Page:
Monday, October 02, 2006

The New York Times out


The New York Times has gone into TV, and I think they might want to reconsider...

One day I clicked my way to nytimes.com and, to my surprise, saw a link to "video." Being in broadcast journalism, I couldn't help but check it out.

I mean, The New York Times is an institution. You know, the paper that fought off color on the front page for years.

But now even they see that being a newspaper isn't enough. And being a web site isn't enough either. No, to compete these days or to even be in the ring, you've got to be in TV, too.

What surprised me the most, though, is that the Times gave its print reporters cameras to go out and shoot the stories that would be played on the web site.

Um, is it just me or could that pose a problem?

Well, there is a problem. The video stories are long. I mean, looooooong. Five minutes. Six minutes long. And the stories get boring. What I can't believe is that the video section on the Time's home page is prominent, yet the videos themselves...aren't that great.

TV is a short form media, and done best in one to two minute packages. Even the Sunday Morning Show on CBS, which shows birds chirping for minutes at a time, doesn't have stories as long as the ones on nytimes.com. (Hope I didn't lose you with the birds chriping reference - B.B. gets it.)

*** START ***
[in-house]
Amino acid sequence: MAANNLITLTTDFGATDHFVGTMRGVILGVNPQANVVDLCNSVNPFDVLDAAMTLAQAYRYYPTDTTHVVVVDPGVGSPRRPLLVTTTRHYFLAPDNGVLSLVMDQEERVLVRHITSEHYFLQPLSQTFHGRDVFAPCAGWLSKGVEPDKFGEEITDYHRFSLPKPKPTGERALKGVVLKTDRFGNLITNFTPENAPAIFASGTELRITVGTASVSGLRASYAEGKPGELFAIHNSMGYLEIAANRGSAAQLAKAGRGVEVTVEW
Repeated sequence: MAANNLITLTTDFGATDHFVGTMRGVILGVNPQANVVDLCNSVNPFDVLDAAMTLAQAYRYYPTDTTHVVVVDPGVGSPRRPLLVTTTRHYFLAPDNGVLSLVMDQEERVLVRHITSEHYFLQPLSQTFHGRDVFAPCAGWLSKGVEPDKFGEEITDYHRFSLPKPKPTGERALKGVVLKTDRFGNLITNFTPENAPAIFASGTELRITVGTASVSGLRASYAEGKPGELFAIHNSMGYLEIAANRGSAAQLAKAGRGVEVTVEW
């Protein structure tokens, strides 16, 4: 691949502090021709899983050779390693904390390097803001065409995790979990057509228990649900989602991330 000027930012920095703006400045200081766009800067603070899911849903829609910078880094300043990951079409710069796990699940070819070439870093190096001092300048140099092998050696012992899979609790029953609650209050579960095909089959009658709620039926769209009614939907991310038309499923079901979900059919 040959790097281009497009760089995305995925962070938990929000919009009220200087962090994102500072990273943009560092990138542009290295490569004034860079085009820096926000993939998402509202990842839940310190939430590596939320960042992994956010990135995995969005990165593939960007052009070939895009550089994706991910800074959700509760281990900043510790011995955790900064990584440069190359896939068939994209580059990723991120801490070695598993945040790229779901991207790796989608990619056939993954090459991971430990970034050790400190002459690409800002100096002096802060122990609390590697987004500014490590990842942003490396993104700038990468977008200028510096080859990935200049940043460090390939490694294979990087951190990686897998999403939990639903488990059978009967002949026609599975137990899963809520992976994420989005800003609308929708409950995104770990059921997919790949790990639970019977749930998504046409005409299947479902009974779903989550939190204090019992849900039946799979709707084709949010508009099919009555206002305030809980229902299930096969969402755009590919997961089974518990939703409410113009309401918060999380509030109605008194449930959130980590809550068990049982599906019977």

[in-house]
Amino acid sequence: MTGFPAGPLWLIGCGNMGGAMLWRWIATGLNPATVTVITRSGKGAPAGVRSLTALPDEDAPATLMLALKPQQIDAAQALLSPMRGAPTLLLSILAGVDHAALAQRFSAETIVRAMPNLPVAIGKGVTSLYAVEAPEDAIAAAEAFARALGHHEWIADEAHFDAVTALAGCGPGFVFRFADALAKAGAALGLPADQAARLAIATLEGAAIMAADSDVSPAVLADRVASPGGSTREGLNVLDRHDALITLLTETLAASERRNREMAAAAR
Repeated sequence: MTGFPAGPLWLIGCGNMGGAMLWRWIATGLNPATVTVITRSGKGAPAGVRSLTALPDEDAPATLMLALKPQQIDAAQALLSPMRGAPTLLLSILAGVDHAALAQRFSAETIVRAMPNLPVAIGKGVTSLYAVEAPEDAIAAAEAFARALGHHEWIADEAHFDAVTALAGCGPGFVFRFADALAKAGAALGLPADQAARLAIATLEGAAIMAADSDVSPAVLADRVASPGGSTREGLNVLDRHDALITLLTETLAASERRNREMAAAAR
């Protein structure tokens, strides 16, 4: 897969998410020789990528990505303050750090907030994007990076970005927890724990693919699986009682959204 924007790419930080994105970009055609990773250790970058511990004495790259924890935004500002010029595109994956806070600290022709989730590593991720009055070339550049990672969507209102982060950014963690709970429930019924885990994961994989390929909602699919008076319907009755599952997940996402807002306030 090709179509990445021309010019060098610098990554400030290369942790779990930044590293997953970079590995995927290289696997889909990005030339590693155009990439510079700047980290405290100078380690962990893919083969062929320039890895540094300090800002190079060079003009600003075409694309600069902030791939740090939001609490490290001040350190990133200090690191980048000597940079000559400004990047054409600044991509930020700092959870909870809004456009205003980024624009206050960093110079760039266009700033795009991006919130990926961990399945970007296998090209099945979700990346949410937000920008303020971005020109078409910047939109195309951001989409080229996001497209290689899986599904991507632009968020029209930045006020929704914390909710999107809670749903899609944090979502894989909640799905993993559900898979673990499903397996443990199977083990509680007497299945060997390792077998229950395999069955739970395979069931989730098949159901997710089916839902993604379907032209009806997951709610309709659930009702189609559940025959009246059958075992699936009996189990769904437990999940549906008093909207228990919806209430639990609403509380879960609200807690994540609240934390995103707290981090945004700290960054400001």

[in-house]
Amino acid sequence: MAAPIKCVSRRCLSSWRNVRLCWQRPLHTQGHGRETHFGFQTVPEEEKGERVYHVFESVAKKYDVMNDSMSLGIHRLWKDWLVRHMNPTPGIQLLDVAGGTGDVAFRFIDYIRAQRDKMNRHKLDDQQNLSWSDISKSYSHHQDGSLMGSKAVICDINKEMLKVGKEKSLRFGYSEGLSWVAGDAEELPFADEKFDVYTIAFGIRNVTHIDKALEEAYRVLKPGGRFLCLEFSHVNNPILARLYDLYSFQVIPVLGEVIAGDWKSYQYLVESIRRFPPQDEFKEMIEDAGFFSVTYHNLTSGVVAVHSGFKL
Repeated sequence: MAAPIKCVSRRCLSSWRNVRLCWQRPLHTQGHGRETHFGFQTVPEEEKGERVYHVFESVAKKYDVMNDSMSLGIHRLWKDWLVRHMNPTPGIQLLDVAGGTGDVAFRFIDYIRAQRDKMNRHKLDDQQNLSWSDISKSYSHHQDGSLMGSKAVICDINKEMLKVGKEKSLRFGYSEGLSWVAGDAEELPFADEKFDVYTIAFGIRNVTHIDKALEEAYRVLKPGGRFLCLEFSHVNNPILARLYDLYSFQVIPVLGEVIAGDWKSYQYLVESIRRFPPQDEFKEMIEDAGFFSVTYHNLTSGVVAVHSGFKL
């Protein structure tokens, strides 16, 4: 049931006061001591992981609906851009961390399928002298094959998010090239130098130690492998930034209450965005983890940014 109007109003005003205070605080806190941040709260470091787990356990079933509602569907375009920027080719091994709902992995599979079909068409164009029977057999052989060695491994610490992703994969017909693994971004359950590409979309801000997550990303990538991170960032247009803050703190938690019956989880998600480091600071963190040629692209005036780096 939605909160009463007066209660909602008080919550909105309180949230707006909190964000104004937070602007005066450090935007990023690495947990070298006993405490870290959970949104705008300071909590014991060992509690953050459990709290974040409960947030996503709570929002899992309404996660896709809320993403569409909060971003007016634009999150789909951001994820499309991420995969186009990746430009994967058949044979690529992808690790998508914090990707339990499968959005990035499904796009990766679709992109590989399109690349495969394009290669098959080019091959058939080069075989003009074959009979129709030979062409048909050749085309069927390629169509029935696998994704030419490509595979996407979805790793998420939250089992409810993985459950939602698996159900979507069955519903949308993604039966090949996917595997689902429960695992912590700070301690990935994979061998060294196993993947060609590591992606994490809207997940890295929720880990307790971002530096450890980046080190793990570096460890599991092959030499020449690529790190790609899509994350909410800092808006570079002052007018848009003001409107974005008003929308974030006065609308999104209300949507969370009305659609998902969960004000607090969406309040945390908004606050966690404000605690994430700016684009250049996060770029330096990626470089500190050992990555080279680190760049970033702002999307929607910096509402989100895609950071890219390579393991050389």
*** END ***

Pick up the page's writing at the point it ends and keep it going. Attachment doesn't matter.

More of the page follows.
The New York Times can get away with long form journalism on a daily basis. They're the Times after all.

But when it comes to video, the Times needs to think less newspaper and more TV. Short. Concise. Good story. Great video.

Otherwise, stick to good old newsprint.

- L

2 Comments:

At Friday, October 06, 2006, Anonymous Chris Antoniacci said...

I agree pretty much with the sentiments expressed in your post, but for different reasons.

Giving a print reporter a video camera is like hiring a plumber to fix the kitchen sink and then saying, "while you're in there, put up fresh wallpaper!" (all right it's a stretch, but Professor Petrovich will forgive me). These are VERY different jobs that require VERY different skills.

For better or worse, journalism is a business as well as a service. But it seems poorly thought out to believe that the people who work in the journalism business will be able to increase and diversify their output while maintaining the quality of the work.

I'll be visiting Professor Petrovich's class on Monday, October 9 if anyone wants to continue this discussion.

 
At Saturday, October 07, 2006, Anonymous LO said...

I think journalists can pull double-duty with print and video editing...but only very skilled journalists.

Seems that people can be one or the other, but it's a rare commodity to be able to do both.

I've worked in TV with very, very talented producers and editors who couldn't write their way out of a paper bag.

And there are printer reporters who couldn't figure out how to edit a concise and worthwhile package to save their skin (case in point nytimes.com).

 

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